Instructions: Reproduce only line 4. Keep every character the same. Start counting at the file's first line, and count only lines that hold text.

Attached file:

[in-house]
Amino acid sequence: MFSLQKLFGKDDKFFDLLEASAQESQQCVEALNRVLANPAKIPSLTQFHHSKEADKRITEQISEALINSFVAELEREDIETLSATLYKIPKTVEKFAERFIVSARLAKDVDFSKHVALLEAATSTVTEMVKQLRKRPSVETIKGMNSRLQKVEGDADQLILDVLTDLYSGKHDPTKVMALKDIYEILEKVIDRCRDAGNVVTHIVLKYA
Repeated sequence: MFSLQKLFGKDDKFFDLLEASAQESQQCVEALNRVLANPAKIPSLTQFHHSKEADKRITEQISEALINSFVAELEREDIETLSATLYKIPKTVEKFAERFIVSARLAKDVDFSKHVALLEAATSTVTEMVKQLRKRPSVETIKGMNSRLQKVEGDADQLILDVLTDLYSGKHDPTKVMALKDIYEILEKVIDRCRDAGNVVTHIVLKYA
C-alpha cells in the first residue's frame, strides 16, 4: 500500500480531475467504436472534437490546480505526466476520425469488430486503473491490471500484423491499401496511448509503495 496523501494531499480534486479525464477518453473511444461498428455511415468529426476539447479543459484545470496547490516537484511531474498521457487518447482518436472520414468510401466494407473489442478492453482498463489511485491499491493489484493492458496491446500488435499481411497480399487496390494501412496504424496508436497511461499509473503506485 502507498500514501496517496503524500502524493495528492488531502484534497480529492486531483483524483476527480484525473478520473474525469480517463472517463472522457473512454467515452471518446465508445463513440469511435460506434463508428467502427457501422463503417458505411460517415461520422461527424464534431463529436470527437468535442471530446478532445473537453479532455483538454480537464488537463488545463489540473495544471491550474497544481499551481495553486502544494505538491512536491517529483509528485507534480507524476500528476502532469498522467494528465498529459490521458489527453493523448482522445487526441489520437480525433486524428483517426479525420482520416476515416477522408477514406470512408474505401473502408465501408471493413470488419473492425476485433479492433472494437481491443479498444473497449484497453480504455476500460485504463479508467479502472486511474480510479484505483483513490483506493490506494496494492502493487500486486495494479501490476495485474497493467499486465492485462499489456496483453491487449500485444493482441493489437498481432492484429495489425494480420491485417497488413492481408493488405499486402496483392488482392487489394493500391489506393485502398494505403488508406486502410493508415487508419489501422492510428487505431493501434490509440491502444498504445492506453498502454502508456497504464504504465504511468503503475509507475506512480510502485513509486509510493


C-alpha cells in the first residue's frame, strides 16, 4: 500500500480531475467504436472534437490546480505526466476520425469488430486503473491490471500484423491499401496511448509503495 496523501494531499480534486479525464477518453473511444461498428455511415468529426476539447479543459484545470496547490516537484511531474498521457487518447482518436472520414468510401466494407473489442478492453482498463489511485491499491493489484493492458496491446500488435499481411497480399487496390494501412496504424496508436497511461499509473503506485 502507498500514501496517496503524500502524493495528492488531502484534497480529492486531483483524483476527480484525473478520473474525469480517463472517463472522457473512454467515452471518446465508445463513440469511435460506434463508428467502427457501422463503417458505411460517415461520422461527424464534431463529436470527437468535442471530446478532445473537453479532455483538454480537464488537463488545463489540473495544471491550474497544481499551481495553486502544494505538491512536491517529483509528485507534480507524476500528476502532469498522467494528465498529459490521458489527453493523448482522445487526441489520437480525433486524428483517426479525420482520416476515416477522408477514406470512408474505401473502408465501408471493413470488419473492425476485433479492433472494437481491443479498444473497449484497453480504455476500460485504463479508467479502472486511474480510479484505483483513490483506493490506494496494492502493487500486486495494479501490476495485474497493467499486465492485462499489456496483453491487449500485444493482441493489437498481432492484429495489425494480420491485417497488413492481408493488405499486402496483392488482392487489394493500391489506393485502398494505403488508406486502410493508415487508419489501422492510428487505431493501434490509440491502444498504445492506453498502454502508456497504464504504465504511468503503475509507475506512480510502485513509486509510493